Milk receipt & testing
The fresh milk from the dairy farm is received at the cheese plant. It is weighed and tested for quality and purity, then pasteurized or heat treated to ensure product safety and uniformity.
Filling the cheese vat
A cheese vat is filled with the pasteurized and tested milk.
Starting the cheesemaking process
Special starters or cultures are added to curdle and thicken the milk. The type of culture used depends on the cheese variety being crafted in that vat.
Enzyme is added to form the Protein bonds
Rennet is added when the milk becomes acidic and continues to break down the protein that creates the structure for a firm cheese formation.
Natural coloring may be added
The cheesemaker begins to heat and stir the thickening milk; then adds annatto, a natural coloring, found in some cheese varieties.
Stirring to mix all ingredients
The thickened milk is stirred to blend all ingredients and start to form cheese curds and expels the liquid whey. The whey is used for other food ingredients.
Cheesemaker monitors thickness
This coagulates the milk and forms a gel-like mass.
Cutting the thickened milk
The gel-like mass is cut into small pieces as the cheesemaker pulls through a sharp cheese harp tool to begin separation of the milk/cheese curds from the liquid/whey.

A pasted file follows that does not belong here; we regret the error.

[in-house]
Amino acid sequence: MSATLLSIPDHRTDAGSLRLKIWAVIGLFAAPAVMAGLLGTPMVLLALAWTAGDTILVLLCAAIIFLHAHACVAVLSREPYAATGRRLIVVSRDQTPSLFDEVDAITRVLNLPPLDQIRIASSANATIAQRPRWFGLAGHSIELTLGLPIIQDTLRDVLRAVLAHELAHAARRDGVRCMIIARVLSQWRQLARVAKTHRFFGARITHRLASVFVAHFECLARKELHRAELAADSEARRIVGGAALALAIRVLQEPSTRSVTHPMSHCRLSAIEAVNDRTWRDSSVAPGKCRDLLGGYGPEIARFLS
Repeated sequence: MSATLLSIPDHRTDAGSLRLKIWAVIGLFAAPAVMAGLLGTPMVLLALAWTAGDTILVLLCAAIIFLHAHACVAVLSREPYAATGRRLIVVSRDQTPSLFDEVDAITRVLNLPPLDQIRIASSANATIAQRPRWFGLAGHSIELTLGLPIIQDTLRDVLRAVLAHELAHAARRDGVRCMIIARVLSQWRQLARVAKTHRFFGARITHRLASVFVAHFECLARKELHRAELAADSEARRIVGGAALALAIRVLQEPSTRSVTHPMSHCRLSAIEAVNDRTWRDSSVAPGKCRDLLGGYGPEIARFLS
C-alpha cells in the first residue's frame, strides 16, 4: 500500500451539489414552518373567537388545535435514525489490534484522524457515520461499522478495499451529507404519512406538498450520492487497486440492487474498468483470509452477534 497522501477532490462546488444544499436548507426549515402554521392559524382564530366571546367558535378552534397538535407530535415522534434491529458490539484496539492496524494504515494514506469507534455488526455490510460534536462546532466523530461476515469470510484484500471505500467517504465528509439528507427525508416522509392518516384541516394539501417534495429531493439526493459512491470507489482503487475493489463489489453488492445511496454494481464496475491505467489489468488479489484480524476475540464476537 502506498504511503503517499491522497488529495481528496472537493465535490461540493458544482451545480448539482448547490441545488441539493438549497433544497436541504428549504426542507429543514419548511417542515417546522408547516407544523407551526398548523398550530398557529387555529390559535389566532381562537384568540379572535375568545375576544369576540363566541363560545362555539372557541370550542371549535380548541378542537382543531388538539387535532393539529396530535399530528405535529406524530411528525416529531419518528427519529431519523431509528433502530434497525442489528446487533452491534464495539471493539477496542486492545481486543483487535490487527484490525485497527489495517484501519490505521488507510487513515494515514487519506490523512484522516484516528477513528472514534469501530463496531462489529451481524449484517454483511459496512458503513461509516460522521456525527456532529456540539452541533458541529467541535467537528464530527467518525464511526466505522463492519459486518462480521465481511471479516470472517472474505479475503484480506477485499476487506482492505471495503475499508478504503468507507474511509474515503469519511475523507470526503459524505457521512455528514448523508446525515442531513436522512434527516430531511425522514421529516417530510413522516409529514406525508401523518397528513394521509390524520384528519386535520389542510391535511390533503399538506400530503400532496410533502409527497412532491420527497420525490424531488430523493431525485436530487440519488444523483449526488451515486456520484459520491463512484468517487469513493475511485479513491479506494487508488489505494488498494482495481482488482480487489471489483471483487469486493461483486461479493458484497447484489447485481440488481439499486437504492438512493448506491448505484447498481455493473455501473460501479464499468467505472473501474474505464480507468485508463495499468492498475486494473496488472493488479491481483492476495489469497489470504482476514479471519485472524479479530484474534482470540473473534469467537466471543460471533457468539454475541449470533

Pressing the curd to knit
The whey is drained from the vat and the curds are salted. This cheese variety is pulled to the side of the vat to begin forming a solid mass. Each specific cheese variety can be formed in a traditional cheese shape or mold.
Cheese is cured and packaged
The formed cheese varieties are either packaged for storage and distribution. Some cheese varieties are placed into aging rooms until each cheese reaches the desired taste and texture. The aging cheese varieties are kept in humidity and temperature-controlled rooms. Cheesemakers and graders continually monitor the cheese throughout the aging process.